Australians (on the east coast, at least) generally pride themselves as simultaneously being super-cazj mass consumers and fine connoisseurs of Italian espresso. People here look upon Americans, for example, and spit upon their coffee taste (or lack thereof, for that matter).
When I worked in Sydney, I saw this caffeine-fuelled madness every morning, as corporate workaholics power-walked down the street, proudly displaying their takeaway cups. When I saw Jerry Seinfeld live in Sydney, he even took the time to point this out. He thought that he was surrounded by crazy people.
Working in the city and not joining the routine coffee break would generally be seen by many as bizarre, almost as much as not drinking alcohol whilst flipping steaks on a barbie. It’s just ‘un-Australian’.
Yet amongst all of this supposed devotion to espresso, in Australian supermarkets we are presented with messages like this for instant coffee…
The cosmopolitan coffee narrative in this country is a somewhat of a lie. I saw this Nescafé coffee stand in Coles today and was reminded of this article (and semi-ad for Lavazza) from 2016 in the Sydney Morning Herald, which detailed the myth of Australia’s coffee culture. It explains that whilst those in Sydney and Melbourne in particular see Australia as nation of coffee appreciators, rivalling top consumers elsewhere in the world, Australia is in fact in 42nd place! Hmmm…
Furthermore, author of the article, Mark Hawthorne, shared that ‘Almost 75 per cent of Australia’s coffee consumption is instant’ and also reported that Giuseppe Lavazza (of Luigi Lavazza S.p.A) still considers Australia to be an ‘immature market’.
Now this isn’t necessarily an issue. If people enjoy drinking instant coffee, who should really care? I like to drink coffee whether it’s instant, sitting for weeks in a percolator, pushed through an AeroPress by a man with a big moustache or blasted out of an espresso machine by a barista who was only employed because they had ‘barista experience’. As long as it’s hot, I’m generally happy.
What I find a concerning is the way that Australians, living in one of the most fortunate, multicultural nations on Earth, can be so narrow when it comes to food and beverage options. Like food and other beverages, coffee comes in so many interesting and exciting forms and yet we still happily hand over money for run-of-the mill dirt in a jar that gives us a quick fix. Surely it should be about taste (as the Nestlé ad suggests) and not just convenience.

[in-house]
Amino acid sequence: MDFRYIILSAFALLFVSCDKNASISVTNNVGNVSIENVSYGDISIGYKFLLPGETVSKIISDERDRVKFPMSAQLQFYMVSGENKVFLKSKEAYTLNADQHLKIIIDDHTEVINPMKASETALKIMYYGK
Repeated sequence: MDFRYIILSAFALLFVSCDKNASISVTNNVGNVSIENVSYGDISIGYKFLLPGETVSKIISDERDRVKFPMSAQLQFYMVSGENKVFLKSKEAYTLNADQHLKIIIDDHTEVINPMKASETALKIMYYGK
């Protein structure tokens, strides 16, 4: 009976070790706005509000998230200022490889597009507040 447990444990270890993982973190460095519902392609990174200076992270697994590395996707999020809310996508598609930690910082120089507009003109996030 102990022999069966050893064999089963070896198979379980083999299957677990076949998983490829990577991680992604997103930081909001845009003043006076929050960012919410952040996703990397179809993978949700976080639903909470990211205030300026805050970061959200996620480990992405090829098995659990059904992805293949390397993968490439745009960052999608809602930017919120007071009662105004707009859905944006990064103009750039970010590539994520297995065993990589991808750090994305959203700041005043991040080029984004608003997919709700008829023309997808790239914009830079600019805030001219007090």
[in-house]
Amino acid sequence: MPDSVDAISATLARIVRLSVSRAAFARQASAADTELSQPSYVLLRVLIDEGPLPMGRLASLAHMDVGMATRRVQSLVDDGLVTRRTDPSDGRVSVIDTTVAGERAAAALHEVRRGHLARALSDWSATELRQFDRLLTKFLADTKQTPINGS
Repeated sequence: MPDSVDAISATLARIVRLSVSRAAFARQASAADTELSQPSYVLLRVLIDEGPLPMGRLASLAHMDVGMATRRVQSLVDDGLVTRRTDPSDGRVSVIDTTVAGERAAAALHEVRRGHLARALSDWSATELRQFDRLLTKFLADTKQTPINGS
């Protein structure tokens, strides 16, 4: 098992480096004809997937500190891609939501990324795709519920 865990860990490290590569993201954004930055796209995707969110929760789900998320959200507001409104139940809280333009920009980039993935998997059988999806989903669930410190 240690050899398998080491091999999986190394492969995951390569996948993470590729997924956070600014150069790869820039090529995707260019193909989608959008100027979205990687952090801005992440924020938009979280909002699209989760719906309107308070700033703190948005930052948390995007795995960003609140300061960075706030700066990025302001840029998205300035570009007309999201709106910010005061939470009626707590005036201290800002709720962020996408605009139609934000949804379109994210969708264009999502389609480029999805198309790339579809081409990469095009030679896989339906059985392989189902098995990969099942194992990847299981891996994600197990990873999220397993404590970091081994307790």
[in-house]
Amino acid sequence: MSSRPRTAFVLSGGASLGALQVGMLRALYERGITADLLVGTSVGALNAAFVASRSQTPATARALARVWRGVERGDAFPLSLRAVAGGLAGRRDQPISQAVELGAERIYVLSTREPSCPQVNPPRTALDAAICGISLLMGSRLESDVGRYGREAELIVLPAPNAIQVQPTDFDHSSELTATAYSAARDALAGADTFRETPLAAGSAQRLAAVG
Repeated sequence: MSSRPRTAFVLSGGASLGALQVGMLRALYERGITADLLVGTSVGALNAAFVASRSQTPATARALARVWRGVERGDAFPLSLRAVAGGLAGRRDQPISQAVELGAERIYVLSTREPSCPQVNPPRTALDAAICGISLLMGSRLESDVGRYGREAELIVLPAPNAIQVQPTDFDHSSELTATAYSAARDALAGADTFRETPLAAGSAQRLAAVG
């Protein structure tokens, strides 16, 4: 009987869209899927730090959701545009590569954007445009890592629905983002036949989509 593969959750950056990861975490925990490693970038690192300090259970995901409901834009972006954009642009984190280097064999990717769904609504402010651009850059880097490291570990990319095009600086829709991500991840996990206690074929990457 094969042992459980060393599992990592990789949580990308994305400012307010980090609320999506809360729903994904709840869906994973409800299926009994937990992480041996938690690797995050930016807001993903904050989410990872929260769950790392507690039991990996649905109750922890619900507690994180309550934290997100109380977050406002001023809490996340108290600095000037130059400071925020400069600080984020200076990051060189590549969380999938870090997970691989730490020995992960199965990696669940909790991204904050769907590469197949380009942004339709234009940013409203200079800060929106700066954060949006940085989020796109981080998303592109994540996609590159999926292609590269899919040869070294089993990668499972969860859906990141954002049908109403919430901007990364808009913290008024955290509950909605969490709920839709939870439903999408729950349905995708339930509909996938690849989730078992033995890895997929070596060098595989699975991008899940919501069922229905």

Australians are willing to fall for Nestlé’s marketing campaign, which essentially marries the (global) Swiss brand with Australian identity and customs. I’d be willing to bet that many here even believe that Nescafé is an Australian brand or creation, or at least know that it isn’t but don’t really think about it. It’s like when people think that Holden and Ford are Australian, when they really traces back to the United States, or when Australians conveniently forget that Crowded House, Sam Neill and Russell Crowe are all from New Zealand.
The ABC programme Gruen even devoted an entire episode to the advertising and sale of instant coffee in Australia, pointing out that Nestlé and competing brands like Moccona rarely (if ever) show coffee in cups during their advertisements. It just doesn’t look good and instead Nestlé focuses on showing happy Aussies in various everyday situations, proudly brandishing a red Nescafé cup as the Sun rises in the background. I’m not sure how many Australian farmers are actually out on the dewy field each morning next to a tractor with an open ceramic cup of coffee (rather than a sealed flask), but to question such a thing may run the risk of being labelled un-Australian.
Too many people stick to old habits and accept narratives and marketing messages without ever asking ‘Why?’. The next time that you find yourself buying or doing something that has no inherent value or is sold as culturally normal, stop to think about it.